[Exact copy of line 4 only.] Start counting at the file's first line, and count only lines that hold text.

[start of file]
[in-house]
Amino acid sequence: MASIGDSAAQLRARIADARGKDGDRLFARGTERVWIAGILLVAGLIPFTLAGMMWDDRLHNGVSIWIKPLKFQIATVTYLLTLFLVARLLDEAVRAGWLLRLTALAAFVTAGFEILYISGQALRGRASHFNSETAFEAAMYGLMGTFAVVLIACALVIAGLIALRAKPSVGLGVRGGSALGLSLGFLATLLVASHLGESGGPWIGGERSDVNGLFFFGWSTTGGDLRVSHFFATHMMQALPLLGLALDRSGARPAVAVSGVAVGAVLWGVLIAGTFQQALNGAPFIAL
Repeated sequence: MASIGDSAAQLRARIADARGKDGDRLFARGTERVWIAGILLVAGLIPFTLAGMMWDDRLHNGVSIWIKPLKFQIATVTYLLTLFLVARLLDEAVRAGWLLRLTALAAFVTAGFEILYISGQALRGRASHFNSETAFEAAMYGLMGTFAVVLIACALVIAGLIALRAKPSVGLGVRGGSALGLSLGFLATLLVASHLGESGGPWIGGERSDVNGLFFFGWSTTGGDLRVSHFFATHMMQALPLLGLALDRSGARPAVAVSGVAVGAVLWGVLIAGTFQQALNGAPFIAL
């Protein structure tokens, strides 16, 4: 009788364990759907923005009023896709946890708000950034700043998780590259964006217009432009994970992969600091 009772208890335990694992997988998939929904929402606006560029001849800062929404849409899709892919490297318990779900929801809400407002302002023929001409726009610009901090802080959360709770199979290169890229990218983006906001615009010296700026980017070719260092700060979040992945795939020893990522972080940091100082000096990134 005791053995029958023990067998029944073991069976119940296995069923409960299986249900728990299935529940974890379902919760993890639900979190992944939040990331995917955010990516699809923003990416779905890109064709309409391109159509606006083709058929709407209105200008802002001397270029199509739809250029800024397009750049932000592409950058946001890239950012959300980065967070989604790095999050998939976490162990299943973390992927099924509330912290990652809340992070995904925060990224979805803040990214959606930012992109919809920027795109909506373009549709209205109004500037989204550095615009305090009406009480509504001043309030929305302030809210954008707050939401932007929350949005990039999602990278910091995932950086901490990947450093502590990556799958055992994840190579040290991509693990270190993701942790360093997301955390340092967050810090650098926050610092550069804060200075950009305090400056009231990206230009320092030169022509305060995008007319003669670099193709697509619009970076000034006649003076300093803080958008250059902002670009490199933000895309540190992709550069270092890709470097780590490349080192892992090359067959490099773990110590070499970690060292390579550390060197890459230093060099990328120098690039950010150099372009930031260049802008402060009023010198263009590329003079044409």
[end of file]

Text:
């Protein structure tokens, strides 16, 4: 009788364990759907923005009023896709946890708000950034700043998780590259964006217009432009994970992969600091 009772208890335990694992997988998939929904929402606006560029001849800062929404849409899709892919490297318990779900929801809400407002302002023929001409726009610009901090802080959360709770199979290169890229990218983006906001615009010296700026980017070719260092700060979040992945795939020893990522972080940091100082000096990134 005791053995029958023990067998029944073991069976119940296995069923409960299986249900728990299935529940974890379902919760993890639900979190992944939040990331995917955010990516699809923003990416779905890109064709309409391109159509606006083709058929709407209105200008802002001397270029199509739809250029800024397009750049932000592409950058946001890239950012959300980065967070989604790095999050998939976490162990299943973390992927099924509330912290990652809340992070995904925060990224979805803040990214959606930012992109919809920027795109909506373009549709209205109004500037989204550095615009305090009406009480509504001043309030929305302030809210954008707050939401932007929350949005990039999602990278910091995932950086901490990947450093502590990556799958055992994840190579040290991509693990270190993701942790360093997301955390340092967050810090650098926050610092550069804060200075950009305090400056009231990206230009320092030169022509305060995008007319003669670099193709697509619009970076000034006649003076300093803080958008250059902002670009490199933000895309540190992709550069270092890709470097780590490349080192892992090359067959490099773990110590070499970690060292390579550390060197890459230093060099990328120098690039950010150099372009930031260049802008402060009023010198263009590329003079044409």